The European Court has found that Russia violated the right to life of 14 men who were forcibly disappeared in Chechnya between 2001 and 2005, and in four other judgments found Russia in violation of the right to family and private life of residents of Kabardino-Balkaria and Chechnyaby denying them any participation in funeral rites for their deceased relatives, Russian Justice Initiative and its partner organization “Astreya” reported today.
In its judgment in the case Akhmatov and others v Russia, the Court joined seven applications submitted by 27 family members of 14 men whom they alleged had been abducted in various districts of Chechnya between 2001 and 2005 by military servicemen and subsequently disappeared. The Court found that the detention of all the applicants’ relatives, who were taken from their homes during curfew hours by APCs and other military vehicles, were perpetrated by state servicemen. The Government did not dispute the facts presented by the applicants. The investigations into the disappearances yielded no tangible results, although the Government alleged that they were still pending. The Government also argued that the applicants complaints should be rejected as out of time, but the Court disagreed, finding that the applicants had done all that could be expected of them to assist the authorities.
16 of the applicants in the Akhmatov case were represented by Russian Justice Initiative and Astreya, while the others were represented by a Chechen NGO and Mr Dokka Itslayev, an independent lawyer in Chechnya. The applicants were awarded a total of 928 000 euro in pecuniary and non-pecuniary damages.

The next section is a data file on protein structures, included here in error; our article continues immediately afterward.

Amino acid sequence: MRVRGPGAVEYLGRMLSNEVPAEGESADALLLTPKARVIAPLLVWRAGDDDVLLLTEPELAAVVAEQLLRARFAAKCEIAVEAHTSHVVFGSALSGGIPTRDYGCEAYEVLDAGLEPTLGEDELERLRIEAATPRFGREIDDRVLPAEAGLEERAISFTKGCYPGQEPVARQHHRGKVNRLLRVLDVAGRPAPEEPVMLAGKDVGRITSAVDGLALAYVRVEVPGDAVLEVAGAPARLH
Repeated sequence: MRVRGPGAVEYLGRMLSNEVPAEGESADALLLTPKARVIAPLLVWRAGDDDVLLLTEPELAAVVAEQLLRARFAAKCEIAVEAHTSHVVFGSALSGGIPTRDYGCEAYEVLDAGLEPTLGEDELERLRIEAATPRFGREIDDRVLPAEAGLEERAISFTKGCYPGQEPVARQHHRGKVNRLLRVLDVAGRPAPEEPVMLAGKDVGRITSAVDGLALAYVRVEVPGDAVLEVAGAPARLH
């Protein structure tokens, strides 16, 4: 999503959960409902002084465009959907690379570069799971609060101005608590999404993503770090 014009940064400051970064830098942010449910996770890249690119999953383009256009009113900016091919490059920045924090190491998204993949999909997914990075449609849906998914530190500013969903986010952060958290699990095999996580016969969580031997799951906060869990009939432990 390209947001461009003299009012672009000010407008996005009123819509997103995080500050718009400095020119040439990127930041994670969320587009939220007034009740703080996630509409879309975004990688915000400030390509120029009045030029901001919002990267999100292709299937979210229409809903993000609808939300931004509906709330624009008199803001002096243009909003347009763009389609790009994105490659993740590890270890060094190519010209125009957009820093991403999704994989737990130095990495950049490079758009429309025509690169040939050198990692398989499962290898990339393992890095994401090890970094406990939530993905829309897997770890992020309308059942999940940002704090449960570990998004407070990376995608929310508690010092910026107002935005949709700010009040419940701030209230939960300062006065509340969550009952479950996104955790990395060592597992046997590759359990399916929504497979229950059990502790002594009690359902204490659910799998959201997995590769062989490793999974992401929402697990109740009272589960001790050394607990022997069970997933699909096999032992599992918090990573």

The applicants in the cases of Zalov and Khakulova and Arkhestov and others v Russia are the relatives of nine men who were killed by security forces in Kabardino-Balkaria between October 2005 and January 2006, following their participation in a terrorist attack on the city of Nalchik on 13 October 2005. Like the 50 applicants in the case of Sabanchiyeva and others v Russia, decided by the Court in June 2012, they had petitioned the authorities, separately and collectively, to return the bodies to their families for burial. The authorities refused, relying on provisions of the Interment and Burial Act which stipulates that the bodies of terrorists killed during the interception of a terrorist attack would not be returned to their families and that their place of burial would not be disclosed.
Following on its Sabanchiyeva judgment, the Court found that that while special measures may have been justified in the context of ensuring public safety following a terrorist attack, the decision to deny the applicants any opportunity to pay their last respects to the deceased was too severe, and ignored the particular circumstances of each applicant, which should have been assessed individually. Thus the approach pursued by the authorities, in the Court’s view, had“a punitive effect on the applicants by switching the burden of unfavourable consequences in respect of the deceased persons’ activities from those persons onto their relatives or family members.” The Court also found that the existing legislation did not provide the applicants with sufficient procedural safeguards against arbitrariness, depriving them of an effective remedy at national level to address their complaints.
The Court came to similar conclusions in its judgments in the cases of Abdulayeva v Russia, concerning a man killed during a “mopping-up” operation in the Zumsoy district of Chechnya in January 2005, and in Kushtova and others v Russia, concerning a killing during a special operation in Ekazhevo, Ingushetia in July 2006. The seven applicants in these cases petitioned the authorities to return the bodies of their relatives for burial but were refused on the same grounds, their complaints never being considered on their merits.
The applicants were represented in four cases before the European Court by Russian Justice Initiative, and in the the Zalov and Khalukova and Arkhestov cases, Nalchik-based attorney Larisa Dorogova assisted on the domestic level.
For more information, please contact:
In Moscow, Furkat Tishayev, Legal Director, “Astreya”: +7 (985) 269-9856.
In Moscow, Vanessa Kogan, Director, “Astreya,” +7 (925) 863 5111.